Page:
Introduction In Africa, there is increasing evidence that a large proportion of new HIV infections occur in cohabitating couples, many of whom are unaware of both partners’ serostatus. Sub-Saharan Africa has the highest prevalence and incidence of HIV infection worldwide, mostly attributable to heterosexual transmission. In Nigeria, the bulk of the new infections occur in persons who are not engaging in high risk sex, a sub-population that includes cohabiting or married sexual partners. This study was undertaken to determine the prevalence and assess factors associated with HIV serodiscordance status among HIV positive patients accessing ART in secondary health facilities in Ogun State, South West Nigeria.
Methods This is a descriptive cross-sectional study conducted in four secondary health facilities offering HIV services in Ogun State over a six months period. Sample size of 650 was determined using the Cochrane formula and the respondents were consecutively recruited into the study. Data was collected using a structured interviewer administered questionnaire and analysis was done using the statistical package for social sciences (SPSS) version 17.0. Results was presented using frequency tables, tests of associations was done using the Chi-square test and multiple Logistic regression with level of significance set at 0.05.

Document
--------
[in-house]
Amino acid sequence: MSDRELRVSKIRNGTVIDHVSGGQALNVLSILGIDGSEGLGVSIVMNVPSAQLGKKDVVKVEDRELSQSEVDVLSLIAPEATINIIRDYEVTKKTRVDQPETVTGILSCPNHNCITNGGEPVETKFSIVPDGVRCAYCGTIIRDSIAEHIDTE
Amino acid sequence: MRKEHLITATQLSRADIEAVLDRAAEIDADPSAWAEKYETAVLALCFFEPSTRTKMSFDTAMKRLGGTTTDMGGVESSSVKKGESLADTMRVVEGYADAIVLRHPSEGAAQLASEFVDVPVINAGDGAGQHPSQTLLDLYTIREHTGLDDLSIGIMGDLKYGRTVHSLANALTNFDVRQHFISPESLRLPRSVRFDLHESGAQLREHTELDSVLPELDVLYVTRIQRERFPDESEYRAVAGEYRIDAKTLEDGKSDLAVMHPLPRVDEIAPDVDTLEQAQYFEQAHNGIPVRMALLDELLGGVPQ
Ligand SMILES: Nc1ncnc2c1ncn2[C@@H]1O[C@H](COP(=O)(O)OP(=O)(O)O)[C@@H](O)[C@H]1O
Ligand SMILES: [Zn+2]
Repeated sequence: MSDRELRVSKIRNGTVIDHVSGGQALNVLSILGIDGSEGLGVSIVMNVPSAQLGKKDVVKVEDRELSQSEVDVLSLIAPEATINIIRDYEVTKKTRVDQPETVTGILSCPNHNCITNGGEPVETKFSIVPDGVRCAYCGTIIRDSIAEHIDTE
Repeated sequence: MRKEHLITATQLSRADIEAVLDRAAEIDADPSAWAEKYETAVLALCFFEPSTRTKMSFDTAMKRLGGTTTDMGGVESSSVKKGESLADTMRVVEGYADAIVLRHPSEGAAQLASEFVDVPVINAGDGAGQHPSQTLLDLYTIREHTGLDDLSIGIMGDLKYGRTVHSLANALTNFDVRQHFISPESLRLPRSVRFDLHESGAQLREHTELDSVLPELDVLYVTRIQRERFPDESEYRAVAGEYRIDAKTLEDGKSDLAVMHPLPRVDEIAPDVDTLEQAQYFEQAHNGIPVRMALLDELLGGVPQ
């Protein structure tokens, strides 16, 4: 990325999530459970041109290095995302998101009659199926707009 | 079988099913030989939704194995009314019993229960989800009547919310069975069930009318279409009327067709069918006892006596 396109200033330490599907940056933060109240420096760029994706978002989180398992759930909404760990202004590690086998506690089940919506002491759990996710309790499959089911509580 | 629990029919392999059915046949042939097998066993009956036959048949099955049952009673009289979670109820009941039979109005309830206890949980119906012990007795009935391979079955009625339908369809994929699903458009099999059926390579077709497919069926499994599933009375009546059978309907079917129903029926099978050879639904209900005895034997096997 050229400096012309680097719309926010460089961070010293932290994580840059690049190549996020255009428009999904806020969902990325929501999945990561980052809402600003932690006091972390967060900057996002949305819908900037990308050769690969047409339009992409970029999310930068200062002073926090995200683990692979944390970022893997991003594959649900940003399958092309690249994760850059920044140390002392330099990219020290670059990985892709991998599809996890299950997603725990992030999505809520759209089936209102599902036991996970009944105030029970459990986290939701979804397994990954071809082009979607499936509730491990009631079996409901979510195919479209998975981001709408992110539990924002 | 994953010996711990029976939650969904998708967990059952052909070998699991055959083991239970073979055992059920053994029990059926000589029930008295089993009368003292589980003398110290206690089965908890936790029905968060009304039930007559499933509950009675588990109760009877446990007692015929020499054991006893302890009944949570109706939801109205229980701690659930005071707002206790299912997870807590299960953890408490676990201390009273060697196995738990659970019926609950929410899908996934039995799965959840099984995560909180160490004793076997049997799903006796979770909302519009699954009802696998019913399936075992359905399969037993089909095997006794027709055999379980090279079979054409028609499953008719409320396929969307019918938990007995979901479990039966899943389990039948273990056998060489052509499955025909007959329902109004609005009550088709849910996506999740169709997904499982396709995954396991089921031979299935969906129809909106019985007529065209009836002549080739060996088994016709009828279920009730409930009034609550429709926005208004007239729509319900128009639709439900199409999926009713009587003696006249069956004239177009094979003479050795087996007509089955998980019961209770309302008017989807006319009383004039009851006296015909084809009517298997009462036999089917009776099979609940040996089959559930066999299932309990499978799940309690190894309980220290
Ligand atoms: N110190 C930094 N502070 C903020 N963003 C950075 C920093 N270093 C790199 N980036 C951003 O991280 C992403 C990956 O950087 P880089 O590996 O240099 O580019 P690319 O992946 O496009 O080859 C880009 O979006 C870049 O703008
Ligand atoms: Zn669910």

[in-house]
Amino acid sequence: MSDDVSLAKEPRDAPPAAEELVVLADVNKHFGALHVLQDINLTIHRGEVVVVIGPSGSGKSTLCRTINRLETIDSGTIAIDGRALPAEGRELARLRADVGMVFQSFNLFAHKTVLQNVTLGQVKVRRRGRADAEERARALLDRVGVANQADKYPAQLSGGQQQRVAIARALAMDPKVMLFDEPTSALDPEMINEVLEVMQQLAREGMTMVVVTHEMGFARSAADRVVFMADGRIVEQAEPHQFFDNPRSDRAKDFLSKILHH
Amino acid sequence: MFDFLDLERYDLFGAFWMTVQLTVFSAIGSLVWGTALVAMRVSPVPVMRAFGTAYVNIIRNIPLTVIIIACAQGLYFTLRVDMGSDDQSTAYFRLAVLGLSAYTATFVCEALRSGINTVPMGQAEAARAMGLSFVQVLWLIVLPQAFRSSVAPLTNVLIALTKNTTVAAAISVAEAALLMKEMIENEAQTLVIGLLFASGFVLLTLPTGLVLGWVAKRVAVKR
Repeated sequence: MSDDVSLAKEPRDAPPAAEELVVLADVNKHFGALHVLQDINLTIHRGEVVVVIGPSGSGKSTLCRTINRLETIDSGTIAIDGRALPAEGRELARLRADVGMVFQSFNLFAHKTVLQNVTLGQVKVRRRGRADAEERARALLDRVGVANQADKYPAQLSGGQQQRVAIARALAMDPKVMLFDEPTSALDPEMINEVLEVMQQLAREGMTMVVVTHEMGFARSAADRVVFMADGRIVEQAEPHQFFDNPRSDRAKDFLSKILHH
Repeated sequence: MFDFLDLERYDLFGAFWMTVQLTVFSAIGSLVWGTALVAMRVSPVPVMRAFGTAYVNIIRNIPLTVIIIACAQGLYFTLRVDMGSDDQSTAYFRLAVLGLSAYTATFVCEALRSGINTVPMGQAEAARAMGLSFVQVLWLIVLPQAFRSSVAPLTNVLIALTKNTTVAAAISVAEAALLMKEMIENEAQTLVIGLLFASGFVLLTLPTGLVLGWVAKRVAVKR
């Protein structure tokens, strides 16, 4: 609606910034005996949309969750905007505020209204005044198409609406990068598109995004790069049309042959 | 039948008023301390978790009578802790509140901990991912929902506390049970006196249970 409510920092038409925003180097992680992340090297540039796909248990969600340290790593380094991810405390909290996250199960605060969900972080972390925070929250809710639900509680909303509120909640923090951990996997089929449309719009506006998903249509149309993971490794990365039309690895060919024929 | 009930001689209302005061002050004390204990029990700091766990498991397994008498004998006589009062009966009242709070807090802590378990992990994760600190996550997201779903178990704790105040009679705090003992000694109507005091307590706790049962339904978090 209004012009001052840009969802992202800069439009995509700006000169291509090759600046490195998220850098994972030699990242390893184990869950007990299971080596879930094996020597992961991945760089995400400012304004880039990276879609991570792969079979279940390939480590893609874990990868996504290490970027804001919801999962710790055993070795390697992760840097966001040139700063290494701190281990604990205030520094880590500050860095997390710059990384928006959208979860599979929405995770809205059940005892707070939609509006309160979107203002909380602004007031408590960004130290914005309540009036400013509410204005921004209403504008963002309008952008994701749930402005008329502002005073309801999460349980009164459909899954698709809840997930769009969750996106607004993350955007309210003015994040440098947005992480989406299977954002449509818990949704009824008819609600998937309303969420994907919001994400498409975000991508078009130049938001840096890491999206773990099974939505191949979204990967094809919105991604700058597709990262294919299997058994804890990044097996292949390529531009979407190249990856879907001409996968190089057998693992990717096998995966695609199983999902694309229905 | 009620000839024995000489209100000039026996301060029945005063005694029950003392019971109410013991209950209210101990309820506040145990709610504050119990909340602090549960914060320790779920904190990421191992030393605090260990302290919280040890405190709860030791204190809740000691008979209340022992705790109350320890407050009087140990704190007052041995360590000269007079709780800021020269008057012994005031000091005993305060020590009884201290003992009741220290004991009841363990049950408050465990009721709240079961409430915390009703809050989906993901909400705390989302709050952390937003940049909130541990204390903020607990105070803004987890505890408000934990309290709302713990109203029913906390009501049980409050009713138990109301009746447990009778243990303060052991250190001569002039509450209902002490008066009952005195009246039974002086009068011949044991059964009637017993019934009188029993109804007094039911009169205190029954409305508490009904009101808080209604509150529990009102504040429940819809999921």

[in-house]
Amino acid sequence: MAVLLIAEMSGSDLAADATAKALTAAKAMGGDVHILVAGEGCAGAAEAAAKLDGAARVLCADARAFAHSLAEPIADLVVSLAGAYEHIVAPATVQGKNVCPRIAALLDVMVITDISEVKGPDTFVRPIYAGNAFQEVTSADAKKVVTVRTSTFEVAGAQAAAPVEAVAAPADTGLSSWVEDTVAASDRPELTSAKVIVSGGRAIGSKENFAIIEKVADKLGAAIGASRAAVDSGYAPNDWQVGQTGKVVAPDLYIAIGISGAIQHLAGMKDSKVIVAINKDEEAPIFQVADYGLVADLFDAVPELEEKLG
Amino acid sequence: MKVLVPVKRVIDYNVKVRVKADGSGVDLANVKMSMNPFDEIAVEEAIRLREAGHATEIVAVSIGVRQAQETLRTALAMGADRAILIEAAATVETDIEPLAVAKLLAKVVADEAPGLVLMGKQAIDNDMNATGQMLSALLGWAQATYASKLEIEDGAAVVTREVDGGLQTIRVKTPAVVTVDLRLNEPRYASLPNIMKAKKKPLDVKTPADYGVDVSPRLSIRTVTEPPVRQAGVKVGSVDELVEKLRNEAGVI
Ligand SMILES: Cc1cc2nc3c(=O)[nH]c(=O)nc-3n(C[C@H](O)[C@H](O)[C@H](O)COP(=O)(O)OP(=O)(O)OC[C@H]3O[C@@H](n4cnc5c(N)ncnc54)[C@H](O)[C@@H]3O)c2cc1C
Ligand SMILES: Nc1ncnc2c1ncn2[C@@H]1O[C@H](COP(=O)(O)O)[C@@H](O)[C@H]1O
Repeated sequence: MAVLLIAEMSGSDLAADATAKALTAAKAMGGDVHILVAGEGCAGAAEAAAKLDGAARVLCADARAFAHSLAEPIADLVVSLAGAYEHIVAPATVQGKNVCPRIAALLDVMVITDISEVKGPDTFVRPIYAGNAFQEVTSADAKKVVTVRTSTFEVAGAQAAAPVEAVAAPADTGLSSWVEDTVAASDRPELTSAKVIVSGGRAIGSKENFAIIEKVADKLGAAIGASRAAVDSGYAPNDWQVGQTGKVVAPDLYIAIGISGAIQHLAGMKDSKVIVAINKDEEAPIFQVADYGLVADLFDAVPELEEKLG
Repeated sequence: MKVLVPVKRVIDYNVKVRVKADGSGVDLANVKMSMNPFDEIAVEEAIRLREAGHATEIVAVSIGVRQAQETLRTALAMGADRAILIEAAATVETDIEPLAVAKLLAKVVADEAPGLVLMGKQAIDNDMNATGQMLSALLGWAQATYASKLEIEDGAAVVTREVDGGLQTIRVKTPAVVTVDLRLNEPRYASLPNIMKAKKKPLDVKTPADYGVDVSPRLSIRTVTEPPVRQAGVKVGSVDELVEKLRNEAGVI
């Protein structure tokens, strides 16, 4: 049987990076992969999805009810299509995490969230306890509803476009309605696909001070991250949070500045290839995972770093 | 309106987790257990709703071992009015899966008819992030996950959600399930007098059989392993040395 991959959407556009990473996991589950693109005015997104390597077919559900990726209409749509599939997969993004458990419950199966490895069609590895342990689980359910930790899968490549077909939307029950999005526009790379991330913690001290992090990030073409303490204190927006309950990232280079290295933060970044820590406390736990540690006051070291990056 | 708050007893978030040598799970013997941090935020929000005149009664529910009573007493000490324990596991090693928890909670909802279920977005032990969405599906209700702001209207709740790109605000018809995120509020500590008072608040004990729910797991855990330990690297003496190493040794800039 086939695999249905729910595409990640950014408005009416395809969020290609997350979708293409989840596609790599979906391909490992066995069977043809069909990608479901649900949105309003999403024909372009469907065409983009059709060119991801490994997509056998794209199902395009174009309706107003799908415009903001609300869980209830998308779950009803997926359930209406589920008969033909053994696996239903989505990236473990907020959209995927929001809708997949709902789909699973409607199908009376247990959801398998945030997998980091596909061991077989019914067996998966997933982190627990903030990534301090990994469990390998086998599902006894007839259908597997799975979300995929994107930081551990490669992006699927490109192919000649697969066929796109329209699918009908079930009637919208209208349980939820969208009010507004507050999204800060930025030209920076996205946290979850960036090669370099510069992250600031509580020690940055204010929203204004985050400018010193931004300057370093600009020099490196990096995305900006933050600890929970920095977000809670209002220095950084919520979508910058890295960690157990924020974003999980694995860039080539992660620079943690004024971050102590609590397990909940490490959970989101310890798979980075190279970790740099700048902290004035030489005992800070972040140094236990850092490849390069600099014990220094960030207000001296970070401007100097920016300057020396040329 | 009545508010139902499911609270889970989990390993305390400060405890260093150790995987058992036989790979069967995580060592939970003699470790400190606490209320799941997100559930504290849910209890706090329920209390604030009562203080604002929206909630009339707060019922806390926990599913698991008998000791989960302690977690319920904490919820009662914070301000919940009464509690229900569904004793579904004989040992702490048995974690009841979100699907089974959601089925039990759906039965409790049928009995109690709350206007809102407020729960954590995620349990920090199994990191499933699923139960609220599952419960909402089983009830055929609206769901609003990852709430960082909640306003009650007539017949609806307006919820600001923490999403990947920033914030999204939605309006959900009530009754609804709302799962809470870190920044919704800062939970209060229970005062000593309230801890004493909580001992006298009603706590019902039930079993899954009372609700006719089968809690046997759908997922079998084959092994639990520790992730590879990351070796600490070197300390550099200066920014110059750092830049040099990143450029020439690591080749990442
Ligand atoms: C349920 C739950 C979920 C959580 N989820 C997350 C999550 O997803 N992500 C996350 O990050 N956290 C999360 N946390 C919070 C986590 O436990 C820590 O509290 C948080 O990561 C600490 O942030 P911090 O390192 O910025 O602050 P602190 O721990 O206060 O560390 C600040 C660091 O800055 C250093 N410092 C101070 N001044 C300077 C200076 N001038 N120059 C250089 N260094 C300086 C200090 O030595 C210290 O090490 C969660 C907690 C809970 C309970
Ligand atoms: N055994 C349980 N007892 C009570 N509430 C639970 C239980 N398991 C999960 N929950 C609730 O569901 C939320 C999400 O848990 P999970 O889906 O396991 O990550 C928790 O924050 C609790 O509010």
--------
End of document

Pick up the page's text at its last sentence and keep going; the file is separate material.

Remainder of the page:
Results A total of 637 questionnaires was retrieved (response rate 98%). Two hundred and Seventy eight (43.6%) of the respondents did not know their spouse HIV status while 359 knew partners status. Of the 359, 166 clients are serodiscordant (46.2%) while 193 (53.8%) were seroconcordant. 50.7% were aged 30–39 years, the mean age was 35.8±9.1 years. Significantly more females (74.7%) than males (25.3%) had serodiscordant partners (p-value=0.002). Clients who did not consume alcohol were significantly more likely to have serodiscordant partners compared with clients who consumed alcohol (p-value=0.001). Serodiscordant partners were significantly more among clients with infrequent sexual activities compared with clients with frequent sexual activities (p-value=0.001). Predictors of serodiscordance status among partners were clients who were <35 years old (odd ratio (OR)=1.727, confidence interval (CI)=1.107–2.693) and did not consumed alcohol (OR=2.204, CI=1.070–4.542), with partners whose occupation were skilled (OR=7.159, CI=1.440–35.604) and semi-skilled (OR=6.189, CI=1.216–31.503) and clients with infrequent sexual activities (OR=3.182, CI=1.437–7.046).
Conclusion The study indicates that HIV positive clients could have serodiscordant partners if they could modify their life-style, have infrequent sexual activities (Not more than twice in a month) with partners that are gainfully engaged. It is therefore recommended that for early identification of at risk partners, couple HIV counselling and testing needs to be scaled up in addition to group-based interventions in order to pick serodiscordant partners early and provided all the necessary behavioural change support required to remain serodiscordant.